Merav Michaeli for the Jewish News February 2021
The feminist mantra of “still, she persisted”, might have been coined for the new leader of the Israeli Labour Party — its 10th leader in the last 20 years.
For despite repeatedly being told that “it can’t be done”, Merav Michaeli is determined to re-shape her party and do her utmost to revive its fortunes. Perhaps it is not yet realistic to say that she can return Labour to the powerhouse it was from the creation of the state — but she certainly approaches the March 23 elections with the ambition to improve Labour’s numbers, which in the last Knesset stood at a lamentable three people.
Labour was pretty much written off by the Israeli political world, and Michaeli is unsurprised by that. The blunt-speaking former television journalist and commentator is in no doubt that Labour lost its natural voter base, disenchanted with Labour politicians who said one thing and did another.
“Not lying to the public is a mandatory requirement to begin with,” Michaeli says, laughing slightly. “People know that I will not lie to them, I won’t deceive them or steal their votes. This is a really big change: it’s as if people have stopped expecting this from leaders.” One of her predecessors, Amir Peretz, went so far as to shave off his trademark moustache so he could tell people “read my lips, I will not sit with Netanyahu”, before going on to do precisely that.
In fact, Michaeli became Labour leader just weeks ago — voted in by 77 per cent of the party members — because she was the only one of Labour’s three remaining Knesset members who refused to serve in a coalition led by Mr Netanyahu. So her determination to back her instinct and not flip-flop for political preferment stood her in good stead.
Now she faces an uphill task, both of restructuring Labour and of deciding who she will and will not sit with in the next Knesset line-up. Political number crunchers in Israel make daily calculations as to who will comprise a centre-left bloc, and who the allies are. A canny Michaeli is not ruling anyone — except Netanyahu — in or out. Her ambition is to raise the largest number of Labour seats so that she will have more choice; and, she says cheerfully: “I have very good relations with everyone, I speak to everyone”. That includes members of strictly Orthodox parties and even Gideon Sa’ar’s New Hope party, built as a right-wing opposition to Netanyahu.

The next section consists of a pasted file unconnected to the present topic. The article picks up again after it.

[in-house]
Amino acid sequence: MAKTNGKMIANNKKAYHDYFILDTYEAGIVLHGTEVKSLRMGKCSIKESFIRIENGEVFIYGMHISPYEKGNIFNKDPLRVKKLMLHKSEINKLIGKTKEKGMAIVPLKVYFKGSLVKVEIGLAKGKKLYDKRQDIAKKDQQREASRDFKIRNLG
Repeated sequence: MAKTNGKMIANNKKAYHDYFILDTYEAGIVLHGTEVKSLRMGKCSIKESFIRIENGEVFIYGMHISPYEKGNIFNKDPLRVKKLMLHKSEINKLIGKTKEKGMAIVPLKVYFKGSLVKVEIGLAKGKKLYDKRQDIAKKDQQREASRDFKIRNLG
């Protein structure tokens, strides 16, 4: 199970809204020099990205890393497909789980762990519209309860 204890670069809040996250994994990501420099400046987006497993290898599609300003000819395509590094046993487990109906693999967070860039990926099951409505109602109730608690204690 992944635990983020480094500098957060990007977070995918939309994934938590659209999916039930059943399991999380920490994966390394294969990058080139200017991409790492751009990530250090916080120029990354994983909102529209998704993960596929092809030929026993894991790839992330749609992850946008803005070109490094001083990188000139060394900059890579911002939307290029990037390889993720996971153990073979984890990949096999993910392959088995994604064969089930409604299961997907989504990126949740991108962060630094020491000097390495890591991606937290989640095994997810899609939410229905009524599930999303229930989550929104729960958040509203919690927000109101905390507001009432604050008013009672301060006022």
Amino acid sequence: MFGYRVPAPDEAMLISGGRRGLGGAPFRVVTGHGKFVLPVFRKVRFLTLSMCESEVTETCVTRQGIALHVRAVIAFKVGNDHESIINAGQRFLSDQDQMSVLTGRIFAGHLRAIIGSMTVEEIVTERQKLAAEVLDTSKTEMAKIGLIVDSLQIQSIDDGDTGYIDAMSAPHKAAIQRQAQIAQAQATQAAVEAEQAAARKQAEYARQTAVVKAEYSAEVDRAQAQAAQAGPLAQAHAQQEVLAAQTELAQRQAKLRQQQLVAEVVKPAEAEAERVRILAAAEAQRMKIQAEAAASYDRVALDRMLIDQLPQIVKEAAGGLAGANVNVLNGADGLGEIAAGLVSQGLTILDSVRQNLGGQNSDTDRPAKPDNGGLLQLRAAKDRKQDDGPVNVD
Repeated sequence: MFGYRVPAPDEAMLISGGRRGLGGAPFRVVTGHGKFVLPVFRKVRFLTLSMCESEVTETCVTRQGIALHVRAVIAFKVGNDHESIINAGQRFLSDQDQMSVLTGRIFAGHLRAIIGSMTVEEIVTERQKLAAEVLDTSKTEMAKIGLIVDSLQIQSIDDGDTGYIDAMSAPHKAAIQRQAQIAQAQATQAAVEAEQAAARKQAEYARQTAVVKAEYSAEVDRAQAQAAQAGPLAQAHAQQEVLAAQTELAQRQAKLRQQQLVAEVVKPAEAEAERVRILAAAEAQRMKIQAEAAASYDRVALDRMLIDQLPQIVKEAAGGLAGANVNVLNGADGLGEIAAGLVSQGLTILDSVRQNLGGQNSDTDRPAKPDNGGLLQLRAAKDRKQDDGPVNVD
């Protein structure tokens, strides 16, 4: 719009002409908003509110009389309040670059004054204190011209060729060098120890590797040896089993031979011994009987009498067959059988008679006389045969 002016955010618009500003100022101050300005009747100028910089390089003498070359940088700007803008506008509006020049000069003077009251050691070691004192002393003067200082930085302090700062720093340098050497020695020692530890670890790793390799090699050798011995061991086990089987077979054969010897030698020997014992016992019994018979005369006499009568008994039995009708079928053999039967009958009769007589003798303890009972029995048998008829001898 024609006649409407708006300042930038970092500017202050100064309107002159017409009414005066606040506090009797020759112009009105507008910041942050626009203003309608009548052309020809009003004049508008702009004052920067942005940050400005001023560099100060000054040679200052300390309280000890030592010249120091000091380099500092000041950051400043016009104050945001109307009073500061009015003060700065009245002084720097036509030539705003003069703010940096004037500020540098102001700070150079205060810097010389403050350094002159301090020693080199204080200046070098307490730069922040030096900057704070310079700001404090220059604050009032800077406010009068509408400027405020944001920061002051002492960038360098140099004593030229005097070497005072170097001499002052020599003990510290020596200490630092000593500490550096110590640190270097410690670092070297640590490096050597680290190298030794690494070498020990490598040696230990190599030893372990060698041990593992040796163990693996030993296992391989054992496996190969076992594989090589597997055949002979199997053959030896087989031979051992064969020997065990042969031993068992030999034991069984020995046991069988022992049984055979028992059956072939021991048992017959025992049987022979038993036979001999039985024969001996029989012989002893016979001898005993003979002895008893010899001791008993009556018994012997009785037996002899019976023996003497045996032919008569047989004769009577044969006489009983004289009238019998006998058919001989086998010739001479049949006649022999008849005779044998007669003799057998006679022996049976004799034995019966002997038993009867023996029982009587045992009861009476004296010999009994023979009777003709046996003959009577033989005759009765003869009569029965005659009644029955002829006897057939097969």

Labour’s most obvious ally is the left-of-centre Meretz. But, asked about a potential alliance with Yair Lapid’s Yesh Atid, Michaeli is amused: “It’s very clear that Yair Lapid’s interest is that Labour will be small — and it’s my interest and the Israeli public’s interest that Labour will be as big as possible. So it’s like walking on eggs, at the moment.”
As Israel emerges from the coronavirus crisis, Michaeli says, the vision of Labour values is vital. “It speaks abut social democracy and about equality and about investing in society. In my case, it is about a feminist social democracy with a strong emphasis on changing the system so it will allow equality of opportunity for women. I bring a new discourse in terms of bringing Israeli society back together again and not the divisive way it’s grown so accustomed to under Netanyahu for so many years. He thrives on dividing society and escalating things, one against the other”.
Labour’s view, she says, “is about going back to thinking about the common good, the concept of seeing each other not only as part of a sector… it’s a discourse which I have insisted on for some time, but now people are more open to listen to it.”
For Michaeli, there are a number of domestic and international policies on her agenda. “Domestically, we need to invest a lot in social services, invest in Israeli society, particularly the weaker parts. A lot of investment in health, education, welfare, changing the whole concept of privatising. Changing the work world: we have 800,000 unemployed people, 70 per cent of whom are women, which is just unbelievable”.